Tort claims statute conceals the actual consequence of its form within the illusion of due process.
The tort claims illusion. Do you see the two figures in the image below? If not, you soon will. And when you do, you will not see the image as anything else.
Tort claims statute undoes punitive damages for intentionally wrongful acts by federal employees when the United States is the beneficiary.
It is the same with [IRS Statute] 26 USC 7433 and the Federal Tort Claims Act. These and other federal remedy statutes appear to provide a financial remedy for taxpayer or citizen harm for federal employee wrongdoing. When the harming act is a mere mistake, both statutes succeed adequately. The problem is when the act was intentional and sanctioned by employee’s manager. In this case, you the taxpayer will remedy the harm, but there will be no provision for punitive or deterring damages.
Federal employees are clear on the benefits of this. It’s a tool. They believe this power is essential to the proper functioning of the federal government. They believe, I know because they say it, that so long as they are working to the benefit of the federal government, they should be able to break any law with immunity.
Specifically, here’s how it is stated in the federal tort claims act (the relevant section only):
(1) The remedy against the United States provided by sections 1346 (b) and 2672 of this title for injury or loss of property, or personal injury or death arising or resulting from the negligent or wrongful act or omission of any employee of the Government while acting within the scope of his office or employment is exclusive of any other civil action or proceeding for money damages by reason of the same subject matter against the employee whose act or omission gave rise to the claim or against the estate of such employee. Any other civil action or proceeding for money damages arising out of or relating to the same subject matter against the employee or the employee’s estate is precluded without regard to when the act or omission occurred.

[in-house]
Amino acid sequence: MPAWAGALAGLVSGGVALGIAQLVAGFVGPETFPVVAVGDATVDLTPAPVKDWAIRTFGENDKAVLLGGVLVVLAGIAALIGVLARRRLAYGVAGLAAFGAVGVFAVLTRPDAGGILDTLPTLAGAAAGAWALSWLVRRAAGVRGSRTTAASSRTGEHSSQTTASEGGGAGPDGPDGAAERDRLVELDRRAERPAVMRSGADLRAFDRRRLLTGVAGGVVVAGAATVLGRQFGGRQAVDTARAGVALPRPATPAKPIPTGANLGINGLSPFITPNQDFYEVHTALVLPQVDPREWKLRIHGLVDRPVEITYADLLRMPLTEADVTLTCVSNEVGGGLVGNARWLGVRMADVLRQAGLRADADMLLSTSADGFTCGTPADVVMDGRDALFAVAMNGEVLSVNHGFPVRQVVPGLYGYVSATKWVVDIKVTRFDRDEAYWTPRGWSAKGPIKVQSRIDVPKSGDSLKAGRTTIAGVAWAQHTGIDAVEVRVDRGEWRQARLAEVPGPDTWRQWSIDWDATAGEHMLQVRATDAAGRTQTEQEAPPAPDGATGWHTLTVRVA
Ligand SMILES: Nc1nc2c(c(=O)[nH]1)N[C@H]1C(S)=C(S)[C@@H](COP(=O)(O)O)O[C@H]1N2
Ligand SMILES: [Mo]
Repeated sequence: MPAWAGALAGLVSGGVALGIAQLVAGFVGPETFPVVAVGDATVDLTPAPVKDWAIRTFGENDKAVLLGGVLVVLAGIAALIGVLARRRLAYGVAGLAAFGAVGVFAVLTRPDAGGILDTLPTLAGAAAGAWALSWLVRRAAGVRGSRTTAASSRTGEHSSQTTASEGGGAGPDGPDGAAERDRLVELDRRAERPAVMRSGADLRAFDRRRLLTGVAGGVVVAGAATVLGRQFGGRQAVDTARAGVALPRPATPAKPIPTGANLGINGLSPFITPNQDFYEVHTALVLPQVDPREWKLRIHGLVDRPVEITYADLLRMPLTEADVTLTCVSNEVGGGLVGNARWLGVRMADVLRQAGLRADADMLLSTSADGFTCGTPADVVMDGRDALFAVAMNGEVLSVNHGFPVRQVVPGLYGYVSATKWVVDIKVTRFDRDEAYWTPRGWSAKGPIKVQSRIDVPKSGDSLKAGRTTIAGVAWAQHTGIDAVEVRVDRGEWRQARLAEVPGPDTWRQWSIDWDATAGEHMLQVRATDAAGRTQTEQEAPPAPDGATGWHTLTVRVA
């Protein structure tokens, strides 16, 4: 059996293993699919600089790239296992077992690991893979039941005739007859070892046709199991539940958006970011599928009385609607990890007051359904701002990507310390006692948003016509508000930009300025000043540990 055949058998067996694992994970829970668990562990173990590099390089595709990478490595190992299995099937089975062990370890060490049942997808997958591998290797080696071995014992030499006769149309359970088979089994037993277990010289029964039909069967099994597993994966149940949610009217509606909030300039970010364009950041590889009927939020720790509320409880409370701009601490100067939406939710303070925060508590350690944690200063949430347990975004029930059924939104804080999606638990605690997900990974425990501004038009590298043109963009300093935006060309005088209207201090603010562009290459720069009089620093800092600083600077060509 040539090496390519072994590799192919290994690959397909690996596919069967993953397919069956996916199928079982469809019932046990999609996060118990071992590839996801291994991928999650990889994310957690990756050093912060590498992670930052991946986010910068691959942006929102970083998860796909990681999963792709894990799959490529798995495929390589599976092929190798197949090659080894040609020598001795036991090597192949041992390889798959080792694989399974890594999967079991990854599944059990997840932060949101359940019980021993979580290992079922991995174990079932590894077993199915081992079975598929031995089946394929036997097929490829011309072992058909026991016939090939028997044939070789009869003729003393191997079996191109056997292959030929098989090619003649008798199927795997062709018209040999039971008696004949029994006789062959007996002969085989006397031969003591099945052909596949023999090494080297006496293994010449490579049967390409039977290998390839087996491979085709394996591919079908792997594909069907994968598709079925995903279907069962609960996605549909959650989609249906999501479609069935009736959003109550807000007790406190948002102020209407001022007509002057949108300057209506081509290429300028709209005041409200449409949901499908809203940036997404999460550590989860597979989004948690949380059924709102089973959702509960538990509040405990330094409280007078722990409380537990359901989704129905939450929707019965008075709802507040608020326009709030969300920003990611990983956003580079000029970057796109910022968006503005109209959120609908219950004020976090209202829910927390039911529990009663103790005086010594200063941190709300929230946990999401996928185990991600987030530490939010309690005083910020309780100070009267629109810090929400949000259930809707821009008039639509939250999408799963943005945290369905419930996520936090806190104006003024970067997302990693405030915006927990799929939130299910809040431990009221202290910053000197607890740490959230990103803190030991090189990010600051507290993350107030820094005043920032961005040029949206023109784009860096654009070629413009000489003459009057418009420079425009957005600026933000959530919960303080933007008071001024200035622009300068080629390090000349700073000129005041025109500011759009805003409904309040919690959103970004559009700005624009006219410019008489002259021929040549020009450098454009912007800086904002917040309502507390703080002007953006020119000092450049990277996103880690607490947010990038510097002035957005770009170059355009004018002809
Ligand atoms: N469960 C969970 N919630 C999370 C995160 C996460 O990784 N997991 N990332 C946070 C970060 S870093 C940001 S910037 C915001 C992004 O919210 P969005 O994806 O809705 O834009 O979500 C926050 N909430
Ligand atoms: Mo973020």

The government will pay for the harm, but no deterring damages will be allowed. This is for intentional acts too, so long as the government determines that the employee were operating within the scope of the job. Therefore, if an agency has an agenda, and it is approved by managers, then the employee can break the law without consequence. The worse case scenario will be that the government has to pay only for the harm caused.
It would be like being a jewel thief. Whenever you were caught, you would merely have to give back the jewels. No time in jail. Under these circumstances, I do not think thieves would give up their life of crime.
In the tort claims case example: if you catch the government in an intentionally wrongful act, you may have your harm remedied. However, because there is no deterrence, God help the next guy.